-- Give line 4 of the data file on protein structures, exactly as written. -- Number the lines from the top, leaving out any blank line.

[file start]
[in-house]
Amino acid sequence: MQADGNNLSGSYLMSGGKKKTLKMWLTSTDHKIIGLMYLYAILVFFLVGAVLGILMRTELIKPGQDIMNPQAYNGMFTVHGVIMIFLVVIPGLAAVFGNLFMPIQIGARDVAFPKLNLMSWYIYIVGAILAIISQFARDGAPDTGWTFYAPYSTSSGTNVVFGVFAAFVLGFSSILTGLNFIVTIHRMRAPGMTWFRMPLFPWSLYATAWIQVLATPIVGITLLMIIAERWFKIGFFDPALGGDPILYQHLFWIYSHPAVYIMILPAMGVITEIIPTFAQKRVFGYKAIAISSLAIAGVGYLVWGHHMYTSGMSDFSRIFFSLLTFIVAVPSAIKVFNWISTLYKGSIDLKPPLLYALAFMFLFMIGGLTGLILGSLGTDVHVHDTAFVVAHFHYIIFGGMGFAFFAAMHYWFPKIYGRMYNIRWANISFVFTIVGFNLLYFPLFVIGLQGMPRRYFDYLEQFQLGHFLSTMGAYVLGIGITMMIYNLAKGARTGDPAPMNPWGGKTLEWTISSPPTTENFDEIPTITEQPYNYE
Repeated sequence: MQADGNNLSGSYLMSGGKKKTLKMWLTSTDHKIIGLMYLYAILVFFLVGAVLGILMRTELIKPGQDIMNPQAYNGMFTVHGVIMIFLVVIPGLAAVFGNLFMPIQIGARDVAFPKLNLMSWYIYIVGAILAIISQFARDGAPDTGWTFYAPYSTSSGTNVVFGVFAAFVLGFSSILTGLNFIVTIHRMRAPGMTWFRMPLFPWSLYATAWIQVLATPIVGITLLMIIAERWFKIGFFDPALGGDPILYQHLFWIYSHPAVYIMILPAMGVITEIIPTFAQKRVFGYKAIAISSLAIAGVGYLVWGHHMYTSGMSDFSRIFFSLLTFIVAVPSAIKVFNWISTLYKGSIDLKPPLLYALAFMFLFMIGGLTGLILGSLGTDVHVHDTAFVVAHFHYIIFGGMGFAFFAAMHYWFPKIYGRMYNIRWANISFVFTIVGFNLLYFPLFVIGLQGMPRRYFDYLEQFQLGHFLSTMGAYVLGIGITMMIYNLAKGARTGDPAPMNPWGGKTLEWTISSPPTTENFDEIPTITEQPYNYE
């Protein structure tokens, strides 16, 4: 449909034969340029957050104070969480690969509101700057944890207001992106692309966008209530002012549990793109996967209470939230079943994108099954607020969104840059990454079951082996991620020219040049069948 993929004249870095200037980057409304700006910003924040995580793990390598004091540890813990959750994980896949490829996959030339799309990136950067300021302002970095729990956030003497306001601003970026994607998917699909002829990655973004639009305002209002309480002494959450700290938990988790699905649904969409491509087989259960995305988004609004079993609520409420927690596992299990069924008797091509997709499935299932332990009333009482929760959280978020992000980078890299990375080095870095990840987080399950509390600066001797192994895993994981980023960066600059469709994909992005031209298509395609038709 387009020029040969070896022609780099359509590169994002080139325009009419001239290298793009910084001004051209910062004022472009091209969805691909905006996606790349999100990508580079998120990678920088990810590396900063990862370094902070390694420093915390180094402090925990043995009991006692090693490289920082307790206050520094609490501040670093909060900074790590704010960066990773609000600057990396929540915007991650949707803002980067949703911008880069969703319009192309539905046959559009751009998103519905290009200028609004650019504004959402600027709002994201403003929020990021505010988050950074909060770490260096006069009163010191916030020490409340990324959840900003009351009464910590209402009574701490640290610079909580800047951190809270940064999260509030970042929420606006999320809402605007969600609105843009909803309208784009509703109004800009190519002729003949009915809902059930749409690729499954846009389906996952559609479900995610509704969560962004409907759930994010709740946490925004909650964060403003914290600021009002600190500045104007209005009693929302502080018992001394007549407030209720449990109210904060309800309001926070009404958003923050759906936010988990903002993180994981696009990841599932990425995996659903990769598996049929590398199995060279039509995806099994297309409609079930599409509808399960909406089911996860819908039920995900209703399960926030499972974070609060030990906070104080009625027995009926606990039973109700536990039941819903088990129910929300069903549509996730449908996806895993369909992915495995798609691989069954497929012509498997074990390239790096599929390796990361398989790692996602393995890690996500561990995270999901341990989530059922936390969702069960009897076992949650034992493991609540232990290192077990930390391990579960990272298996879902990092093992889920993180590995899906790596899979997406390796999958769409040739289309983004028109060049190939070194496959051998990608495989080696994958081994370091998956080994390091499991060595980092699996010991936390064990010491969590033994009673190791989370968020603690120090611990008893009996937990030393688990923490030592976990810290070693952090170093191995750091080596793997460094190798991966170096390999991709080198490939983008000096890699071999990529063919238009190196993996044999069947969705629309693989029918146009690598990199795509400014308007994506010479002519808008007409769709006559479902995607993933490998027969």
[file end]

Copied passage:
């Protein structure tokens, strides 16, 4: 449909034969340029957050104070969480690969509101700057944890207001992106692309966008209530002012549990793109996967209470939230079943994108099954607020969104840059990454079951082996991620020219040049069948 993929004249870095200037980057409304700006910003924040995580793990390598004091540890813990959750994980896949490829996959030339799309990136950067300021302002970095729990956030003497306001601003970026994607998917699909002829990655973004639009305002209002309480002494959450700290938990988790699905649904969409491509087989259960995305988004609004079993609520409420927690596992299990069924008797091509997709499935299932332990009333009482929760959280978020992000980078890299990375080095870095990840987080399950509390600066001797192994895993994981980023960066600059469709994909992005031209298509395609038709 387009020029040969070896022609780099359509590169994002080139325009009419001239290298793009910084001004051209910062004022472009091209969805691909905006996606790349999100990508580079998120990678920088990810590396900063990862370094902070390694420093915390180094402090925990043995009991006692090693490289920082307790206050520094609490501040670093909060900074790590704010960066990773609000600057990396929540915007991650949707803002980067949703911008880069969703319009192309539905046959559009751009998103519905290009200028609004650019504004959402600027709002994201403003929020990021505010988050950074909060770490260096006069009163010191916030020490409340990324959840900003009351009464910590209402009574701490640290610079909580800047951190809270940064999260509030970042929420606006999320809402605007969600609105843009909803309208784009509703109004800009190519002729003949009915809902059930749409690729499954846009389906996952559609479900995610509704969560962004409907759930994010709740946490925004909650964060403003914290600021009002600190500045104007209005009693929302502080018992001394007549407030209720449990109210904060309800309001926070009404958003923050759906936010988990903002993180994981696009990841599932990425995996659903990769598996049929590398199995060279039509995806099994297309409609079930599409509808399960909406089911996860819908039920995900209703399960926030499972974070609060030990906070104080009625027995009926606990039973109700536990039941819903088990129910929300069903549509996730449908996806895993369909992915495995798609691989069954497929012509498997074990390239790096599929390796990361398989790692996602393995890690996500561990995270999901341990989530059922936390969702069960009897076992949650034992493991609540232990290192077990930390391990579960990272298996879902990092093992889920993180590995899906790596899979997406390796999958769409040739289309983004028109060049190939070194496959051998990608495989080696994958081994370091998956080994390091499991060595980092699996010991936390064990010491969590033994009673190791989370968020603690120090611990008893009996937990030393688990923490030592976990810290070693952090170093191995750091080596793997460094190798991966170096390999991709080198490939983008000096890699071999990529063919238009190196993996044999069947969705629309693989029918146009690598990199795509400014308007994506010479002519808008007409769709006559479902995607993933490998027969």